Designer Interview – Chuck Mack

Chuck Mack is an American/Icelandic designer who lives and works in Reykjavik. A self taught woodworking artist, Chuck has just launched the Arco Desk for Design House Stockholm. A glass top supported on trestles leaving the contents of the drawer visible. Chuck Mack’s design philosophy is governed by 5 rules: “Be original (no stealing, skimming or spinning), Give it purpose, Make it work for it’s purpose, Make it last, Make it look good”

Chuck’s designs are derived from a practical and functional approach, finding solutions that work, and in keeping with his carpentry background, takes a lot of pride in producing quality woodwork.


You mention on your website as being a self taught designer, how did you begin this journey into the world of woodworking and design? Did you have any training?

As a kid, I had an aptitude for crafts and found class time boring, nearly a form of punishment. I was a chronic daydreamer and an avid reader. I believed Mark Twain when he said: Don‘t let schooling interfere with your education.
When I was around 8 years old, I found the blade of a hunting knife stuck in a tree stump. With no direction I cleaned it up and fashioned a wood handle for it and was amazed with the result.
I also recall watching a mason mix up his mortar and with nothing more than a trowel, lay up a brick windowsill in short order with deft and precision. He clearly took pleasure in his work and offered me a good natured explanation of everything he was doing as I watched him work. I was maybe 11 or 12 and decided right then that I would work with my hands rather than sit in an office. Turning raw material into something purposeful just seemed like a good way to go.
As a young man, I worked as a house builder for a number of years and had a reputation solving difficult jobsite problems in an efficient manner. One must get rather creative at times to get the job done.
Nearly all my skills were developed by OJT (on the job training) I learned something from nearly everyone I have worked with.

When and why did you make that move to Iceland?

It was in 2003, and that is a complex question. Let’s just say I reached a point in my life where I saw an opportunity to re-invent myself and took it. My mother is Icelandic so I do have a strong connection with the country.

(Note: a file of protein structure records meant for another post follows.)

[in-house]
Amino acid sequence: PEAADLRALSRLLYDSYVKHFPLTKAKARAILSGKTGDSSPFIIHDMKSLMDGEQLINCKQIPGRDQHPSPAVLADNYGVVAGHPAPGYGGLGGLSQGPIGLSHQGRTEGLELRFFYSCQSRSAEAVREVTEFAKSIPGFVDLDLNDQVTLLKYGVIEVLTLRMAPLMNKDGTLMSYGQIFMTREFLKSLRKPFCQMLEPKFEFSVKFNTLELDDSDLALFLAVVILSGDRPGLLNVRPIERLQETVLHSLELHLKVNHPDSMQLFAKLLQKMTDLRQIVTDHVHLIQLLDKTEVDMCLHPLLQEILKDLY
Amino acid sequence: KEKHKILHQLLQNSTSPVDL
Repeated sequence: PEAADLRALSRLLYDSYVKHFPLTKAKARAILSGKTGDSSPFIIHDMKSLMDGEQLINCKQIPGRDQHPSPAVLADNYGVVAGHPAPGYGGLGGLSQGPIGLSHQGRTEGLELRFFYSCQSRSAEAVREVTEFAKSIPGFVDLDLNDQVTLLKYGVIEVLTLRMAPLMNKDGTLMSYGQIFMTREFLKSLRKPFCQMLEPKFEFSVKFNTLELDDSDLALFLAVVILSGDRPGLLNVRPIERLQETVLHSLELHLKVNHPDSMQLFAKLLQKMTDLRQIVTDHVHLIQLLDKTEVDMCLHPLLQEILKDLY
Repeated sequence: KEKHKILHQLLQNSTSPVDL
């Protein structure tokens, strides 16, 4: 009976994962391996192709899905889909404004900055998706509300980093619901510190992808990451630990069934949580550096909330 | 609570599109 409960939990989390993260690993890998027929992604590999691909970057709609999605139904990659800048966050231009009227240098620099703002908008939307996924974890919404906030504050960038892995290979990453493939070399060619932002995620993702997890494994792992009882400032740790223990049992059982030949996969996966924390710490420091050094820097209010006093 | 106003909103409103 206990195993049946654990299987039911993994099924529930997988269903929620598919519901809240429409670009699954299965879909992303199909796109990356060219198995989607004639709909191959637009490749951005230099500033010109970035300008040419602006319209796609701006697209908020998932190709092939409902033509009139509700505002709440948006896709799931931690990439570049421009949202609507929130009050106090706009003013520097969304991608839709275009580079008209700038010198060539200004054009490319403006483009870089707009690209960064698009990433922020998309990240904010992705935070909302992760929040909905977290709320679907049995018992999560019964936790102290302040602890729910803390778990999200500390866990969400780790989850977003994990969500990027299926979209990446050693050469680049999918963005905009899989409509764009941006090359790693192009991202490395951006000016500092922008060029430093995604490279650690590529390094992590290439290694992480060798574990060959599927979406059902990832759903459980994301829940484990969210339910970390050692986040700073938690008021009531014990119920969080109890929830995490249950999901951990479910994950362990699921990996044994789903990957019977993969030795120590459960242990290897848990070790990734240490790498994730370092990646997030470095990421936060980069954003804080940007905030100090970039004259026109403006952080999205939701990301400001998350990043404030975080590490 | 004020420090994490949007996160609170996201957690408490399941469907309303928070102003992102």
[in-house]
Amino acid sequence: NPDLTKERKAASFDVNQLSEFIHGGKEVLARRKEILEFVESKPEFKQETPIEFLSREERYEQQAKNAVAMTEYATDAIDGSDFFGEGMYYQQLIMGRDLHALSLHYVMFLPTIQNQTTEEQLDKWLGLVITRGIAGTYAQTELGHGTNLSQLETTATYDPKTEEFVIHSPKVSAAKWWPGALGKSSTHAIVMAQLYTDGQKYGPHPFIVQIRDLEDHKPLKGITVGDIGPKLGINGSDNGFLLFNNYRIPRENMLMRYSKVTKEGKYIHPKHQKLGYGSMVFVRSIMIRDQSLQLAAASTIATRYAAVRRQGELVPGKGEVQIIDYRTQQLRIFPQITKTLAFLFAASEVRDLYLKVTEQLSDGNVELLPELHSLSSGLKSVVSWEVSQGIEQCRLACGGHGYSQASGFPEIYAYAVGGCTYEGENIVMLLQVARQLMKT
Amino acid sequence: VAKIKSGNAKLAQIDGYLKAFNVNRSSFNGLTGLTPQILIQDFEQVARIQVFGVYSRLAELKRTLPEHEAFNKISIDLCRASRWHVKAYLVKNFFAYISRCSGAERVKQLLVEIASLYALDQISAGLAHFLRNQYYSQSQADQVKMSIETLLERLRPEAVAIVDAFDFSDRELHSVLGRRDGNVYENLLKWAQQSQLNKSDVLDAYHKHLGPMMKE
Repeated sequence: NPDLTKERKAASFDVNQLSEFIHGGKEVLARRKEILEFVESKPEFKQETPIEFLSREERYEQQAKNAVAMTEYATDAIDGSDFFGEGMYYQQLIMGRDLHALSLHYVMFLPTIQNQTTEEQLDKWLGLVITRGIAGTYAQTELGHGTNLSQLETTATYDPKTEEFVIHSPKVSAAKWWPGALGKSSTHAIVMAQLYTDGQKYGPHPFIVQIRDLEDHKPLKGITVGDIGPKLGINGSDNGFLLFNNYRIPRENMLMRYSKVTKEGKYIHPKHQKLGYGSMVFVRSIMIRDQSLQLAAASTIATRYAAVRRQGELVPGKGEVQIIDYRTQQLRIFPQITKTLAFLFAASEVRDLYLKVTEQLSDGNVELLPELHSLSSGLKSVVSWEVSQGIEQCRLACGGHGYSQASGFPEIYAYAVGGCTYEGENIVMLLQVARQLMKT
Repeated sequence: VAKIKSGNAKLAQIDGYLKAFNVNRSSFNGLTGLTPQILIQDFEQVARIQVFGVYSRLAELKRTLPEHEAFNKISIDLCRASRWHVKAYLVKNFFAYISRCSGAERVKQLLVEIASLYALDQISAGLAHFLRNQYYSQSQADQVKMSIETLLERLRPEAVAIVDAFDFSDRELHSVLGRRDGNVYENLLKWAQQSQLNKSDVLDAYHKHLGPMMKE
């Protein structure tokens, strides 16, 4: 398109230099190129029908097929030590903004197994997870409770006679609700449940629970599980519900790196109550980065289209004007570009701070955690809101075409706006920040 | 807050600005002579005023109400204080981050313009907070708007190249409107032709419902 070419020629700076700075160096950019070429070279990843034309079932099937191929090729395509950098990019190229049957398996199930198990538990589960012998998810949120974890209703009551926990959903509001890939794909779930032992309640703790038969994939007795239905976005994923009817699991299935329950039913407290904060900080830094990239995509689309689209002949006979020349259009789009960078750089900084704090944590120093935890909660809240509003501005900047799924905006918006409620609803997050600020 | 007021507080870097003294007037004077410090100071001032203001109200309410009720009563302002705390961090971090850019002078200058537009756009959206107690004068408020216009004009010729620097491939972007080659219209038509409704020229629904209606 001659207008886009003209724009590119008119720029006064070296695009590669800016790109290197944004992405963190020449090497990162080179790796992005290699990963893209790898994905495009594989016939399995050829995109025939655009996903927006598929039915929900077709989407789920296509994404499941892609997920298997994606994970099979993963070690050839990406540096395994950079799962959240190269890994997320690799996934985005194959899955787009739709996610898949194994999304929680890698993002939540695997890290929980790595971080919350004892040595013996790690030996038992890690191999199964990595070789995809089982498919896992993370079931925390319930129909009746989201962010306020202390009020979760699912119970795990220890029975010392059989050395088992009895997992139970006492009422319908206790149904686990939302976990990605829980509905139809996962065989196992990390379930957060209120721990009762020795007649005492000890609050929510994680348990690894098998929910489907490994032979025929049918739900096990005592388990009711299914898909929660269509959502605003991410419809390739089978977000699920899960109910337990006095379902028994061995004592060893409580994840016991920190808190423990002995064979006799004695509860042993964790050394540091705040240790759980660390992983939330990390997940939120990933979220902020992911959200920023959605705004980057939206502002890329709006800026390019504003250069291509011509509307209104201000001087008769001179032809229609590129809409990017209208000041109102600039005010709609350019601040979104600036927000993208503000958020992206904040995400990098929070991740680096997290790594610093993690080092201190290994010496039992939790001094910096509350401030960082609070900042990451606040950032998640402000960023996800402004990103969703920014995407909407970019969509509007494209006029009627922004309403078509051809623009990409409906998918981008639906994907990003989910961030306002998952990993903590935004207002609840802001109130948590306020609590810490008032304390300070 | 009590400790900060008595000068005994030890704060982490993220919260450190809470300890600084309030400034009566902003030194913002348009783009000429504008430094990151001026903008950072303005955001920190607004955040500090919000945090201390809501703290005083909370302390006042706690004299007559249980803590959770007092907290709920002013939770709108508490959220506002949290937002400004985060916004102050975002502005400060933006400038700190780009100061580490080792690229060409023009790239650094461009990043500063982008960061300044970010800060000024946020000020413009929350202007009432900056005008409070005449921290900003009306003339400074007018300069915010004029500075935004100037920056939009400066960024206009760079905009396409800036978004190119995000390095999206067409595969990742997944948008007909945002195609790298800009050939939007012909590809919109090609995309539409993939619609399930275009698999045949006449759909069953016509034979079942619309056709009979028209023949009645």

How different is it to work in the design field in Iceland compared to the United States?

Iceland is a small country, if one is doing good work it is not difficult to get attention and publicity. It is also possible to make a call and arrange a meeting, but, like anywhere, a good advocate makes all the difference.
The US is vast, complex and highly competitive. There are pockets where one might get a reputation as a good artist, but few get beyond them to break out on the National or International scene.

There aren’t many Icelandic designers who are represented by the major Design companies in Scandinavian and Nordic countries, why is that so?

Iceland is not only small, it is an island with limited manufacturing. There are no design firms like the established and well-known Scandinavian brands, so not much of a stage. We are all in our corners struggling with self-production. I do believe there are a number of Icelandic designers represented out there, I am not unique as such.
I might note that there is a certain amount of Nationalism that breaks down Nordic Design into sub-categories for each country and each with its own level of snobbishness. A designer with an American background can be a difficult fit, though I do believe that attitude is changing.
I was fortunate to connect with Anders Färdig, the CEO of Design House Stockholm, his firm has an eclectic group of designers from all over and he likes it that way.

Could you explain your creative process, how do your ideas start and become a reality?